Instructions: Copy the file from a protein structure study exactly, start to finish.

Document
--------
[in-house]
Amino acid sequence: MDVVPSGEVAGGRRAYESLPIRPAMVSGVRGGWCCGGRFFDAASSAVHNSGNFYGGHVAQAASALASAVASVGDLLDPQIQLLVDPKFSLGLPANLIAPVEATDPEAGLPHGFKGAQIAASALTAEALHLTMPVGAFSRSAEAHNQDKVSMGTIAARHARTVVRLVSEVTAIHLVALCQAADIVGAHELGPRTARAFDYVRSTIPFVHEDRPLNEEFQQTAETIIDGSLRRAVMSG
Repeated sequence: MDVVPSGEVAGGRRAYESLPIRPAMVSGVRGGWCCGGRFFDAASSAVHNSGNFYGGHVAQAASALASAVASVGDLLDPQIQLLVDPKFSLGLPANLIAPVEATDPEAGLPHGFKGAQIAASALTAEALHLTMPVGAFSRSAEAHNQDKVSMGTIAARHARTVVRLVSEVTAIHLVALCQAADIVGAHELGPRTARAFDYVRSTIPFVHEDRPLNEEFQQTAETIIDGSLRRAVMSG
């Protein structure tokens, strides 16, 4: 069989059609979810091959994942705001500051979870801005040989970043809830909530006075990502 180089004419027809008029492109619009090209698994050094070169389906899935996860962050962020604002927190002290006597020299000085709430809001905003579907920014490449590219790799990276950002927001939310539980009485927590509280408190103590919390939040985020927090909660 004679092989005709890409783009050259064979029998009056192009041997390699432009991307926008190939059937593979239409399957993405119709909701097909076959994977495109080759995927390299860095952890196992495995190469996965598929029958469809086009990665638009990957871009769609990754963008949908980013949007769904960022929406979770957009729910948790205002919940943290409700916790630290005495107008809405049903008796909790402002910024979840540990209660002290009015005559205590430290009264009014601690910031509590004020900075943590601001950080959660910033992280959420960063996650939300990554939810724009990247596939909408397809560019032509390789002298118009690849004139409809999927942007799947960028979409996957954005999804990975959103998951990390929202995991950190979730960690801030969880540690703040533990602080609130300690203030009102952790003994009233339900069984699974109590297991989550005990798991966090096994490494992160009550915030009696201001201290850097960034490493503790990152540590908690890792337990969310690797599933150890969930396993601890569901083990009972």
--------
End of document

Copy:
[in-house]
Amino acid sequence: MDVVPSGEVAGGRRAYESLPIRPAMVSGVRGGWCCGGRFFDAASSAVHNSGNFYGGHVAQAASALASAVASVGDLLDPQIQLLVDPKFSLGLPANLIAPVEATDPEAGLPHGFKGAQIAASALTAEALHLTMPVGAFSRSAEAHNQDKVSMGTIAARHARTVVRLVSEVTAIHLVALCQAADIVGAHELGPRTARAFDYVRSTIPFVHEDRPLNEEFQQTAETIIDGSLRRAVMSG
Repeated sequence: MDVVPSGEVAGGRRAYESLPIRPAMVSGVRGGWCCGGRFFDAASSAVHNSGNFYGGHVAQAASALASAVASVGDLLDPQIQLLVDPKFSLGLPANLIAPVEATDPEAGLPHGFKGAQIAASALTAEALHLTMPVGAFSRSAEAHNQDKVSMGTIAARHARTVVRLVSEVTAIHLVALCQAADIVGAHELGPRTARAFDYVRSTIPFVHEDRPLNEEFQQTAETIIDGSLRRAVMSG
């Protein structure tokens, strides 16, 4: 069989059609979810091959994942705001500051979870801005040989970043809830909530006075990502 180089004419027809008029492109619009090209698994050094070169389906899935996860962050962020604002927190002290006597020299000085709430809001905003579907920014490449590219790799990276950002927001939310539980009485927590509280408190103590919390939040985020927090909660 004679092989005709890409783009050259064979029998009056192009041997390699432009991307926008190939059937593979239409399957993405119709909701097909076959994977495109080759995927390299860095952890196992495995190469996965598929029958469809086009990665638009990957871009769609990754963008949908980013949007769904960022929406979770957009729910948790205002919940943290409700916790630290005495107008809405049903008796909790402002910024979840540990209660002290009015005559205590430290009264009014601690910031509590004020900075943590601001950080959660910033992280959420960063996650939300990554939810724009990247596939909408397809560019032509390789002298118009690849004139409809999927942007799947960028979409996957954005999804990975959103998951990390929202995991950190979730960690801030969880540690703040533990602080609130300690203030009102952790003994009233339900069984699974109590297991989550005990798991966090096994490494992160009550915030009696201001201290850097960034490493503790990152540590908690890792337990969310690797599933150890969930396993601890569901083990009972």